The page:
boys alone. You really grow
to feel for Prerna in SKATER GIRL: She's not just trying to train herself
and become a champion at the obligatory big climatic third act match, but
she's also trying to win the larger battle of overturning the pressures
that young and poor village girls like her face in India.
Unlike most other sports dramas, SKATER GIRL becomes less about
winning in her sport than it does about winning in life and becoming a
more fully actualized and confident woman that has opportunities vastly
open up for her.
I admired so many
of the details presented here too, like how Prerna's journey is mirrored
by Jessica's tireless crusade against local parents, business people, and
tradition in general to get the capital to get the skate park built in the
first place. It's not easy
for Jessica, which requires her to gain local allies where there are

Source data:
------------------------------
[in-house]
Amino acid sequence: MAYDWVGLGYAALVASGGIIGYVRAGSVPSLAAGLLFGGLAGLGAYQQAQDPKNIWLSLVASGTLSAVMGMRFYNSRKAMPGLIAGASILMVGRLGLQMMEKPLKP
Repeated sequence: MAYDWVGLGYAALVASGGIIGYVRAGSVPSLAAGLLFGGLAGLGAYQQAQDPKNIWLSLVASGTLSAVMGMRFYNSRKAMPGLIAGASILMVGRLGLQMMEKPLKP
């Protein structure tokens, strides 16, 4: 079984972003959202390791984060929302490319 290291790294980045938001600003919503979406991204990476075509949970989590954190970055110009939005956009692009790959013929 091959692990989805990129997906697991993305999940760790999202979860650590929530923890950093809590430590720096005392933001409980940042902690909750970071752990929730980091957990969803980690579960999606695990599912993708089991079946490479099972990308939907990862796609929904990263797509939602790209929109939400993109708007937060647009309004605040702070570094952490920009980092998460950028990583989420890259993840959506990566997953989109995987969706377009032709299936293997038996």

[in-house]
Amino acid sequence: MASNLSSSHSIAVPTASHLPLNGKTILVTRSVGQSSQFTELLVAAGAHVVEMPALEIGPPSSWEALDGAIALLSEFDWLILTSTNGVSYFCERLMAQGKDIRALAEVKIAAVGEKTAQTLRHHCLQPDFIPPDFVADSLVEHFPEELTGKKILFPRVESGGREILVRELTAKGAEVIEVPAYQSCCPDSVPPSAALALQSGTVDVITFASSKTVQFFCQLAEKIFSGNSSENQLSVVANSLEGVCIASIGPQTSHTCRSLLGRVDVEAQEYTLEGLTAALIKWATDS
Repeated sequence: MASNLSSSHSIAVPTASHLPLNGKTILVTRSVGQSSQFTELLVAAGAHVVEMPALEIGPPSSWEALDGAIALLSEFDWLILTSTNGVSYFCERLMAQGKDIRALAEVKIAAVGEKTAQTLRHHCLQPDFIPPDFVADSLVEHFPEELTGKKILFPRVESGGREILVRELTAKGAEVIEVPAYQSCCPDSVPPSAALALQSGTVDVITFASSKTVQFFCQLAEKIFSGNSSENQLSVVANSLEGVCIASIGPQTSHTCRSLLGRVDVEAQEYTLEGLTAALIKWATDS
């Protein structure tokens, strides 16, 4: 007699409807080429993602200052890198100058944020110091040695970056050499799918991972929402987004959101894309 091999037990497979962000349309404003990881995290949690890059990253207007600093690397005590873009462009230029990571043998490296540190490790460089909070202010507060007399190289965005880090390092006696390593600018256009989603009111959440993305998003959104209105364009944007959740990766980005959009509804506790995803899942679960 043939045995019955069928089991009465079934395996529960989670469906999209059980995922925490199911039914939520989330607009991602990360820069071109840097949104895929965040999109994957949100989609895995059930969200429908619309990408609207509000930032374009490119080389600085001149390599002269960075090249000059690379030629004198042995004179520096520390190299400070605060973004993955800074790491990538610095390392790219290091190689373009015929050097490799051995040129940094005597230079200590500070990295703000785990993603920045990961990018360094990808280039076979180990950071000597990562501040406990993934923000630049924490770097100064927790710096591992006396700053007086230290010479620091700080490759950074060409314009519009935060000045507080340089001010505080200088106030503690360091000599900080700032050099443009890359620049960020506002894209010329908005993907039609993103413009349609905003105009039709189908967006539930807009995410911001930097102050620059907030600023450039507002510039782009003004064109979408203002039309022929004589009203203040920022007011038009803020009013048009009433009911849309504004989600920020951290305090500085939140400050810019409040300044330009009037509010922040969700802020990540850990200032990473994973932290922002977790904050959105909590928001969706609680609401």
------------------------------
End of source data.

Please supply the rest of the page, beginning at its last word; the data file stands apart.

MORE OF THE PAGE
virtually none. She
eventually is befriended by a wealthy villager (Waheeda Rehman) who sees
worth in her cause, but also empathizes as a woman when it comes to the
dogged resistance that she faces in her pursuit.
Of course, the village initially institutes a ban on boarding,
which becomes very unpopular (in a very ironic move, the kids start
peacefully protesting through the streets to end this ban, being
influenced by their school's teachings of Gandhi...slick!).
When cooler heads do prevail and that park is erected, it's like a
lightning rod of positive change for everyone.
Skateboarding morphs from being something cool and fun to do for
these kids and into something larger, leading to seismic changes in norms
and attitudes about its worth. And
for Prerna, it's a magic ticket out of her tightly sealed and controlled
home, and it couldn't be more rebelliously euphoric.